Molecular scale investigations of the interaction of soil organic N with soil minerals 

Yuan LiuYuan Liu

Michigan State University

Researchers will use a combination of EMSL instrumentation, including ToF-SIMS, nanoscale secondary ion mass spectrometry (NanoSIMS), and atomic force microscopy to directly characterize the binding mechanisms and strengths of amino acids absorbed to mineral surfaces. Research results will provide mechanistic and improved predictive understanding of the interactions of soil organic nitrogen compounds with minerals, which will have important implications for managing soil organic nitrogen and nutrients in agricultural ecosystems.

Rhizosphere Microbial Metabolism and Viral Dynamics for Improving Tall Wheatgrass Drought Tolerance 

Sneha CouvillionSneha Couvillion

Pacific Northwest National Laboratory

A team of researchers are using experimental and modeling approaches to examine the effect of drought-altered exudate composition on rhizosphere microbial metabolism, gene expression and microbial host-virus dynamics. The multi-omic characterization of the key microbial taxa, expressed genes and bioactive metabolites involved will enable a mechanistic understanding of plant-microbe feedbacks during drought and inform the development of microbial or metabolite-based solutions to enhance plant performance.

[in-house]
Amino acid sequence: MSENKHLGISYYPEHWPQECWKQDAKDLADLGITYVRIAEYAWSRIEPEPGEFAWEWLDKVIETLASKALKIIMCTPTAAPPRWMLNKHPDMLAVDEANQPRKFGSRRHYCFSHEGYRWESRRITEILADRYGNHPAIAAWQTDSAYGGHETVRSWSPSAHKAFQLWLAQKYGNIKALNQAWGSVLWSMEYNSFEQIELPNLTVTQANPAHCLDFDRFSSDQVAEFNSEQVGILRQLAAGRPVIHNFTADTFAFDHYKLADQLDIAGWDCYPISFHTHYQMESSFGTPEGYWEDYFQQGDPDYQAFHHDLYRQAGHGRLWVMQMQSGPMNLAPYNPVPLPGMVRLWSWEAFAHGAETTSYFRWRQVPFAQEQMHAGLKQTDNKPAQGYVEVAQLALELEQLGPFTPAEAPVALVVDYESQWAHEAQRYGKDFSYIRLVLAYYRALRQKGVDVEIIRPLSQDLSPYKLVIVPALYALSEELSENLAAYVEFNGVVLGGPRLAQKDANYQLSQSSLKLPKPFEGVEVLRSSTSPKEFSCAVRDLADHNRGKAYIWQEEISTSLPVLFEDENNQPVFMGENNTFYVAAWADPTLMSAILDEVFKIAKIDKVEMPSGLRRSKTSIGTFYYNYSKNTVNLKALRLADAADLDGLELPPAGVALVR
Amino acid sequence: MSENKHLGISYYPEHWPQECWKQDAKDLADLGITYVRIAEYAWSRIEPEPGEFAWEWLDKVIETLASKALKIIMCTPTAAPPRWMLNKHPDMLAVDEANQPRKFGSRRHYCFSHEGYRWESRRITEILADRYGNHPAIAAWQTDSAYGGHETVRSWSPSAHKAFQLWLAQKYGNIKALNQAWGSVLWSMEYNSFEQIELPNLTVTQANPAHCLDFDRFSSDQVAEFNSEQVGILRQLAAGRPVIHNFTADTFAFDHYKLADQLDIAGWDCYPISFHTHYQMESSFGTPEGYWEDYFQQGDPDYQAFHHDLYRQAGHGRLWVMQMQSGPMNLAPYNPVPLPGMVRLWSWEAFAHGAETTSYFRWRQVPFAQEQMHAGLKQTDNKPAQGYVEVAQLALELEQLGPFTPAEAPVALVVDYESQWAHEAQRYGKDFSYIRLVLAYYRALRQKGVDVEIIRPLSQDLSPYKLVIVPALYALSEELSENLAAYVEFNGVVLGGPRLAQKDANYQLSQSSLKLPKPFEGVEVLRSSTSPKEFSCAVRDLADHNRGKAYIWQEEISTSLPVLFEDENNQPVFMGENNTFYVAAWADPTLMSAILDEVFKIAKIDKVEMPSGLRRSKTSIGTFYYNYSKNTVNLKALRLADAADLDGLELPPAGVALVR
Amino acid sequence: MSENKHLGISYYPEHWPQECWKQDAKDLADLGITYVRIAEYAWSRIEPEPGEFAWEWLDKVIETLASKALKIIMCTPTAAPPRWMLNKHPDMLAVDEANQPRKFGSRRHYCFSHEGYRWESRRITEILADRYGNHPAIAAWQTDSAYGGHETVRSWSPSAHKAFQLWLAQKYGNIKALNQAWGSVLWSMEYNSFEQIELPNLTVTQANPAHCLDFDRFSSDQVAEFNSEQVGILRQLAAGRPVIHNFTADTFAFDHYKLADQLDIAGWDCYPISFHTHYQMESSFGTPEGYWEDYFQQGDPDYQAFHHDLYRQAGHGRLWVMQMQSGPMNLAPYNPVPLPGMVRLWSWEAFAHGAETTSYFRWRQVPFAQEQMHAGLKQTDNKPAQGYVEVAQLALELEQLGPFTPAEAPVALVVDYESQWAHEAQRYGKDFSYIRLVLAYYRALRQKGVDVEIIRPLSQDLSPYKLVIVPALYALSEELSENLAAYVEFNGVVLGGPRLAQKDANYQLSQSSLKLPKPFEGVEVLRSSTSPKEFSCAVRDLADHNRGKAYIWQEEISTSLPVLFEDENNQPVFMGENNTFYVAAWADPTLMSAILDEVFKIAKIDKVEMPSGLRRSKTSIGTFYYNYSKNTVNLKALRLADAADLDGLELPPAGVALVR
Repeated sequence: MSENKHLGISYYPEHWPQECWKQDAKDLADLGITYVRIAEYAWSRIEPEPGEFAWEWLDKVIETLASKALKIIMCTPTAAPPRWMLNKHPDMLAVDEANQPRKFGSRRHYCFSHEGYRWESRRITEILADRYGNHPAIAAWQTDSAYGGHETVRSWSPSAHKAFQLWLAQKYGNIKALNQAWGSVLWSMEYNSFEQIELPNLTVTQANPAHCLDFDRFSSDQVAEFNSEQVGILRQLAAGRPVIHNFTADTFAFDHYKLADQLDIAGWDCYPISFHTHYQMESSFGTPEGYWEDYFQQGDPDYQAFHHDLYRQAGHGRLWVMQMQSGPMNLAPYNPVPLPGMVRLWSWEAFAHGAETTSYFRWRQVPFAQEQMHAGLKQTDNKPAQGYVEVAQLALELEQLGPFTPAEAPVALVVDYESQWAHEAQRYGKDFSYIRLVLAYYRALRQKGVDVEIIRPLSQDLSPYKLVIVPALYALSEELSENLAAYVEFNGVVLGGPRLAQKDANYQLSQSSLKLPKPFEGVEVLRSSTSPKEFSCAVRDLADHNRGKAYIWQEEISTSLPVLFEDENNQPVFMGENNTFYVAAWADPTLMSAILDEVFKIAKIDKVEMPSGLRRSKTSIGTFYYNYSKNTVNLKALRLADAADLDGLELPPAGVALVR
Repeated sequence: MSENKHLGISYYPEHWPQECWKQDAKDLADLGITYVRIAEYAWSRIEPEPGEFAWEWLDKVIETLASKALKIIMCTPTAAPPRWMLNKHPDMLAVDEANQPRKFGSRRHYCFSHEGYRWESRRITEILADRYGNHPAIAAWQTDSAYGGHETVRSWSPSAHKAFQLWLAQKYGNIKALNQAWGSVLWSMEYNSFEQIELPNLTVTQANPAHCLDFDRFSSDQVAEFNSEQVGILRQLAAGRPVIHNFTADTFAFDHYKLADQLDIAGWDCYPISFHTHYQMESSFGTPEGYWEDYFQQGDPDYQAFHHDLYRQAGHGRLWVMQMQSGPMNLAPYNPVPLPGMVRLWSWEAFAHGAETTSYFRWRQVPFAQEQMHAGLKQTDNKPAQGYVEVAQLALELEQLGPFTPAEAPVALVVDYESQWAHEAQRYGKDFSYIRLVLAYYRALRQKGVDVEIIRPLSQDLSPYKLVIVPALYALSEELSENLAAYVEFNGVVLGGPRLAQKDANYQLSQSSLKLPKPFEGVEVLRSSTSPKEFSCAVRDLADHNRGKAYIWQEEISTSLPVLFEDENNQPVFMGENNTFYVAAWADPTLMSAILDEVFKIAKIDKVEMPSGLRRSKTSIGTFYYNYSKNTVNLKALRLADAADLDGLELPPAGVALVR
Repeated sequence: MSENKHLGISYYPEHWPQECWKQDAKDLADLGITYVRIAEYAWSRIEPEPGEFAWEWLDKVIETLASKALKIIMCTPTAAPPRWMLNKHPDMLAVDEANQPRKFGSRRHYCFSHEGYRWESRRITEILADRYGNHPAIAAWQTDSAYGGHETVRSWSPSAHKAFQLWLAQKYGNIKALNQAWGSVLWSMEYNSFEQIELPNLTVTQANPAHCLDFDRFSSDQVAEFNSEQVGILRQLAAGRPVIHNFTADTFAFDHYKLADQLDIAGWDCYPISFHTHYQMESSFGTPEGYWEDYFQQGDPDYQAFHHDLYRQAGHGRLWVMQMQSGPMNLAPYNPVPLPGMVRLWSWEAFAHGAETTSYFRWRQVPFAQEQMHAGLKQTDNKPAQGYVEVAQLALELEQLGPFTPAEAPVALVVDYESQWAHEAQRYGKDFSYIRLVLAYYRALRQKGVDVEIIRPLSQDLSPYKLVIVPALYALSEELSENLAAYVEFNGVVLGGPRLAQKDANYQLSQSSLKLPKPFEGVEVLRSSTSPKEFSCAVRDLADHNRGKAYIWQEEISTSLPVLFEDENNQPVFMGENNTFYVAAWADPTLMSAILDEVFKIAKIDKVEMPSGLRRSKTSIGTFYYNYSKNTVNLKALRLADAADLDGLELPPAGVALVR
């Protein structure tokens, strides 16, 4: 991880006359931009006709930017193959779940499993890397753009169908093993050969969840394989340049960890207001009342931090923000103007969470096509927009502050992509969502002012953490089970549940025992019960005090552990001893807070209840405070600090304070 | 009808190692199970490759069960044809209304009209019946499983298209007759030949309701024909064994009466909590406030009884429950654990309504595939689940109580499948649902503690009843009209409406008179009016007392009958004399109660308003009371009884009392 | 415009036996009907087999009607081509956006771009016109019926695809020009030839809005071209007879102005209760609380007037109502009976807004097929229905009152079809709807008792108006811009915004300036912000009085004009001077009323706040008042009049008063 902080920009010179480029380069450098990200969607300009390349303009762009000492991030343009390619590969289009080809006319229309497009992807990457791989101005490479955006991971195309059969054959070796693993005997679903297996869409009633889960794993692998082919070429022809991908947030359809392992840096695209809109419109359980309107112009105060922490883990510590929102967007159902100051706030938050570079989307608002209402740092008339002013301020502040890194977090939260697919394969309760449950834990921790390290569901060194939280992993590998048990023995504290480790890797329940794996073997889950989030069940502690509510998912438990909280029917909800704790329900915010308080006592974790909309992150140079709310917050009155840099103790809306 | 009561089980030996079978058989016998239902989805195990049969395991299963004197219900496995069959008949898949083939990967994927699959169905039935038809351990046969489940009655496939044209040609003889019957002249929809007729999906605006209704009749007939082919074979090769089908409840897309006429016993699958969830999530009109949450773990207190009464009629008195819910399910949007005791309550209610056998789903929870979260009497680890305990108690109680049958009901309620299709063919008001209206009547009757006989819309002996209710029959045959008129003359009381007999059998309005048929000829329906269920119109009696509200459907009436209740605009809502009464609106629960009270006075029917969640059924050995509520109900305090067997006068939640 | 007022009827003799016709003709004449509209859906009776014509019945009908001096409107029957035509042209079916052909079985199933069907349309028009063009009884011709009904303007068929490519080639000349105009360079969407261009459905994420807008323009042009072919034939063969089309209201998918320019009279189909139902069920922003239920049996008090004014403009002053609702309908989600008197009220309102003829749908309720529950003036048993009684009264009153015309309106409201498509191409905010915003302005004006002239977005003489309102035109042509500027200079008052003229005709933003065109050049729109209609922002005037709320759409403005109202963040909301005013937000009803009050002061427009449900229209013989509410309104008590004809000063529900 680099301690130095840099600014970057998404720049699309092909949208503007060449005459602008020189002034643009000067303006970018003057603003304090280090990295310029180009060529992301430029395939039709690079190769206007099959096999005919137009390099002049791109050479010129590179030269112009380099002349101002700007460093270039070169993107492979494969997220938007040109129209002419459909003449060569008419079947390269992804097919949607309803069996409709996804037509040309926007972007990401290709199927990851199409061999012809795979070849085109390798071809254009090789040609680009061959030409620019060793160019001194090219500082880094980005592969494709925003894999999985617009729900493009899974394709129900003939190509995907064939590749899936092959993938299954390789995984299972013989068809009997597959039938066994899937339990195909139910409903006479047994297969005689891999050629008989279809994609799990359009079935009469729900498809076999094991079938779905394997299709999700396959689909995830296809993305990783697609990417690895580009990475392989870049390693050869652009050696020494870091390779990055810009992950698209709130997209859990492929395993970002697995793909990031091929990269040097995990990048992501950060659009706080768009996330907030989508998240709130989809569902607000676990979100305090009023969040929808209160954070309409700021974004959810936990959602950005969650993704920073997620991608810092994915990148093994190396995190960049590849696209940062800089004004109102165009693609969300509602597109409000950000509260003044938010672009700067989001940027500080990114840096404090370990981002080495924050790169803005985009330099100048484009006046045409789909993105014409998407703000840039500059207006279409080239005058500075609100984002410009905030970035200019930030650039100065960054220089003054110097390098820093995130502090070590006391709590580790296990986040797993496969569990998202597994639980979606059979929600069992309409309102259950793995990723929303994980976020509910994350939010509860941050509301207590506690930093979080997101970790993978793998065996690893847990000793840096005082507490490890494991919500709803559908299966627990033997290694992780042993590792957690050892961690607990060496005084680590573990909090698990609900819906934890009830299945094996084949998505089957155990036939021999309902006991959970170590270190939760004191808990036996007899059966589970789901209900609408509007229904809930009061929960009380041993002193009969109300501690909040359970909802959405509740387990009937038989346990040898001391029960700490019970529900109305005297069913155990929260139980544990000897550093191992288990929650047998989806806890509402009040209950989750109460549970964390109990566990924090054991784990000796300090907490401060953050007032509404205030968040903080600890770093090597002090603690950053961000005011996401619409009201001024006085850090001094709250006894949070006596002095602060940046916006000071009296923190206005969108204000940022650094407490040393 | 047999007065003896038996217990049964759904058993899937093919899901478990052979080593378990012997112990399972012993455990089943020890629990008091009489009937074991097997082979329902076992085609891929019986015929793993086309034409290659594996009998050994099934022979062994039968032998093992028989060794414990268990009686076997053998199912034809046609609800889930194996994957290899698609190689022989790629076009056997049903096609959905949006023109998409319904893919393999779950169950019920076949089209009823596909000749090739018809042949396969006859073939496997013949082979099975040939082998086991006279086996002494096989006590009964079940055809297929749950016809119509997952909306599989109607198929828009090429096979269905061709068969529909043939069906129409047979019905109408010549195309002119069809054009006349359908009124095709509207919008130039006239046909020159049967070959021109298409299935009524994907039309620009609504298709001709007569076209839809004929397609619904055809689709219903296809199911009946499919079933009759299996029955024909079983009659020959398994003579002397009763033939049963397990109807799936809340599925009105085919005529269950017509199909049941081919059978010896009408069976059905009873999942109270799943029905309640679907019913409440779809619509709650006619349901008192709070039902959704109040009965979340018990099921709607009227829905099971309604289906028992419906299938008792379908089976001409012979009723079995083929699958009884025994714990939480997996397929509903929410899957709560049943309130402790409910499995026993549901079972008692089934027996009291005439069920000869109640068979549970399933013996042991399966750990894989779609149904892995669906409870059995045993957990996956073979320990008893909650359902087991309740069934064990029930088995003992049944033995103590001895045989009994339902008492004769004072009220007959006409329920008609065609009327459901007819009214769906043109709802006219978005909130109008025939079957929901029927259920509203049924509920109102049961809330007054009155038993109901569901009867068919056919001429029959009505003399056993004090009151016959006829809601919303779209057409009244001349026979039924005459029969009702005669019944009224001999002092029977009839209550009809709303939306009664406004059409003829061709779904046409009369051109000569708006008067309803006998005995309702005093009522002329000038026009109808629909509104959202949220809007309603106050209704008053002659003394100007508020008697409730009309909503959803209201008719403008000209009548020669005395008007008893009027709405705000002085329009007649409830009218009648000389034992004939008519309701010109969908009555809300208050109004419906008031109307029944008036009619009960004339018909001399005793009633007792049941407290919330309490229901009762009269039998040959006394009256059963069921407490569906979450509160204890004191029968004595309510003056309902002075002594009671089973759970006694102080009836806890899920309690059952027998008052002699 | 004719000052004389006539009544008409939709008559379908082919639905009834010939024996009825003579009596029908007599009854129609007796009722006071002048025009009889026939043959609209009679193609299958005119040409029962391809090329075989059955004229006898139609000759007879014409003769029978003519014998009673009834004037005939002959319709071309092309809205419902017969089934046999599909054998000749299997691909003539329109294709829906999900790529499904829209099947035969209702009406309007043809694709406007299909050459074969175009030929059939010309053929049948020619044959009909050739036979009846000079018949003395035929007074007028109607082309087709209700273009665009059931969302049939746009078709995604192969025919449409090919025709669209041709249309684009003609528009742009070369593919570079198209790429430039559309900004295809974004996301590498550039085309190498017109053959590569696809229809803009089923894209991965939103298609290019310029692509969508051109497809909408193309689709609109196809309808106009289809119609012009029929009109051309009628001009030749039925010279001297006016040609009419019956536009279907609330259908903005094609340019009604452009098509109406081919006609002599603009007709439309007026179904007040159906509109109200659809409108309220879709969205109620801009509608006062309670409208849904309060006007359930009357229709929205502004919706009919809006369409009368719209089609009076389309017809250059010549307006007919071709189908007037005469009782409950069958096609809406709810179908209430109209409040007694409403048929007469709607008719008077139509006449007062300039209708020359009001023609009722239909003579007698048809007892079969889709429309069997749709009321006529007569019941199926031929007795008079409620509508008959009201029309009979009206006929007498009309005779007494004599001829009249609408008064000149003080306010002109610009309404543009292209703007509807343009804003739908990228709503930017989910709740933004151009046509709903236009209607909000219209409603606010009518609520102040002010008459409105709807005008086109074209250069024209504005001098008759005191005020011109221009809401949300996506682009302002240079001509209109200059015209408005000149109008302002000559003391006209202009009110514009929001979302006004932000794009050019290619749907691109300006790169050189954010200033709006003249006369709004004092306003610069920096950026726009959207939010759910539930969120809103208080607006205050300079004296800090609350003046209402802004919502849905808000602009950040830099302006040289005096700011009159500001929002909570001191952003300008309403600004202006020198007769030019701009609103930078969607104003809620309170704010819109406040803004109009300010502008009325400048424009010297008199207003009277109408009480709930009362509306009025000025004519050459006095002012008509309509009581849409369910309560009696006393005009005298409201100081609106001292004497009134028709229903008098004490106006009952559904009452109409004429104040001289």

Elucidating the Ice Formation and Transformation Pathways in Aerosols at Atomic Resolution 

Jingshan DuJinghshan Du

Pacific Northwest National Laboratory

This research aims to elucidate the nucleation, phase transformation, and melting pathways of ice nanocrystals at an unprecedented resolution and to pave the way for a new level of research on ice in earth and biological systems, shedding light on environmental, surface chemical, and cryobiological technologies.

The Influence of Particle Phase State on the Growth Kinetics of Secondary Organic Aerosols 

Rahul ZaveriRahul Zaveri

Pacific Northwest National Laboratory

Researchers will investigate the influence of particle phase state on the growth of secondary organic aerosols by observing the evolution of particle size distribution, viscosity, morphology, volatility, and molecular composition with EMSL’s single particle mass spectrometer, electron microscopy, and nanospray desorption electrospray ionization high-resolution mass spectrometry.

Chemical and Morphological Analysis of Aerosols in the Stratosphere and Upper Troposphere and Their Ice Nucleation Potential 

Frank KeutschFrank Keutsch

Harvard University

To investigate aerosols in the stratosphere and upper troposphere and resulting ice nucleation and climate impacts, researchers will study the chemical composition, morphology, and ice nucleation propensity of aerosol particles collected using the NASA WB-57 high-altitude research aircraft. Offline measurements with microscopy and spectroscopy techniques will be conducted at EMSL.